Answers to those questions
After many answers from bloggers, here are Sir Malcolm Rifkind's answers (or at least my paraphrase of his views) to the questions I posed yesterday about his plan to stop Scots MPs voting on purely English matters.
NR's Q: Wouldn't this proposal (if it were in operation now) mean that Gordon Brown had no Commons majority for Labour's key priorities "schoolsnhospitals"?
MR's A: Potentially yes although, as many have pointed out, Labour does currently have a majority of seats in England even though it got fewer votes in England at the last election than the Tories.
A UK government without a workable English majority would, Sir Malcolm argues, have to seek compromises and make deals just as governments faced by hung parliaments have had to do or, indeed, as parties have had to in the Scottish Parliament and Welsh Assembly.
NR's Q: If I am right, would the new English “grand committee” with its Tory majority be able to impose Tory measures on Labour ministers?
MR's A: No because the government and not the new English grand committee would still retain control of the parliamentary timetable; the right to initiate legislation and sole access to the civil service.
NR's Q: If so, wouldn't Labour ministers refuse to implement what was passed or, in practice, seek to bypass MPs and make more and more changes by administrative fiat (more possible than you might think)?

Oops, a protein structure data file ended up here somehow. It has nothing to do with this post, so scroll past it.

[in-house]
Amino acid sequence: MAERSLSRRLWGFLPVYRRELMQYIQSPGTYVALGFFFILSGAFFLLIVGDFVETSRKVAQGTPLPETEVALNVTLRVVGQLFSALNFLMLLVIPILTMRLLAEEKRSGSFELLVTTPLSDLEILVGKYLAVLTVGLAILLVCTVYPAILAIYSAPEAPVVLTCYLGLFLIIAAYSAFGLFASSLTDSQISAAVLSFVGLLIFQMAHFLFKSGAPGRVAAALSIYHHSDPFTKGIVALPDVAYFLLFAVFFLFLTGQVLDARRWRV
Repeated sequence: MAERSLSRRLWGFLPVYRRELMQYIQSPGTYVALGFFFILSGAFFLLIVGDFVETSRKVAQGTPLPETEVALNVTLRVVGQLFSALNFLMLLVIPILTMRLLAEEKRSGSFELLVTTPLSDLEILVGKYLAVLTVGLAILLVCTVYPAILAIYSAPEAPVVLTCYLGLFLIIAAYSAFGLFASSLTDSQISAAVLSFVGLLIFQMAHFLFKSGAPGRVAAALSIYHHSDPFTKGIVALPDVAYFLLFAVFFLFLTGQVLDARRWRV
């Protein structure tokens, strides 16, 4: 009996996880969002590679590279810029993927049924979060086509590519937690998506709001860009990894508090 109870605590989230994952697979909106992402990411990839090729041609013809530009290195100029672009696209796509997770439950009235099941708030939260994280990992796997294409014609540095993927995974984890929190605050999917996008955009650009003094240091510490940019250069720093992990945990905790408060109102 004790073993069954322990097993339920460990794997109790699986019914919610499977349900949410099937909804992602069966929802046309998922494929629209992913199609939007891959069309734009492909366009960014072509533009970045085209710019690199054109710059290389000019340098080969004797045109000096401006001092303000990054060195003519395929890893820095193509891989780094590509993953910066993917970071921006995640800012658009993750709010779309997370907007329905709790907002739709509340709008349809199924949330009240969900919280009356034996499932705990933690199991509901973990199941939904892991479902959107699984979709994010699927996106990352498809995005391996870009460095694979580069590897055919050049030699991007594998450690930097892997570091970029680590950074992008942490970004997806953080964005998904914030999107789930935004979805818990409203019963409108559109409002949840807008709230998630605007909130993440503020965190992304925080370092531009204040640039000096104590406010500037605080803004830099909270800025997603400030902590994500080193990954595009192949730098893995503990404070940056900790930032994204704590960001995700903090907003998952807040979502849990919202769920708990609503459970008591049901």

MR's A: Ministers, as now, could simply withdraw amended bills they didn't wish to implement or, of course, seek a compromise amendment.
As well as the danger I pointed to, Sir Malcolm pointed to another - that ministers wrap up English legislation into all British measures to avoid separate votes in the Commons. His proposed solution to this is that the Speaker or an independent committee would determine what should and what should not be considered separate English legislation and, if necessary, order it to be unbundled. He points out that as a Scottish Office minister he was in charge of separate "Right to Buy" legislation for Scotland.
NR's Q: Is Sir Malcolm foreseeing a culture change in British politics whereby a Labour government could only pass those measures for which they could get Tory consent or build a coalition a little as Alex Salmond now has to do at Holyrood?
MR's A: Yes although this is not new since Jim Callaghan had to do this when his majority was not enough to govern alone.
This leads me to ask two more questions, the answers to which will determine your attitude to Sir Malcolm's ideas:
Q: Will English voters be satisfied by the fact that their MPs can block or amend the proposals of a UK government which does not have an English majority or will they, having been given that, go on to demand their own parliament and their own government?
Q: Will Scottish voters feel that this proposal makes it highly unlikely that an MP for a Scottish constituency will ever again become prime minister - since they would never have been able to vote on some of the issues which are dearest to voters’ hearts - and, therefore, increase the appetite for Scottish independence?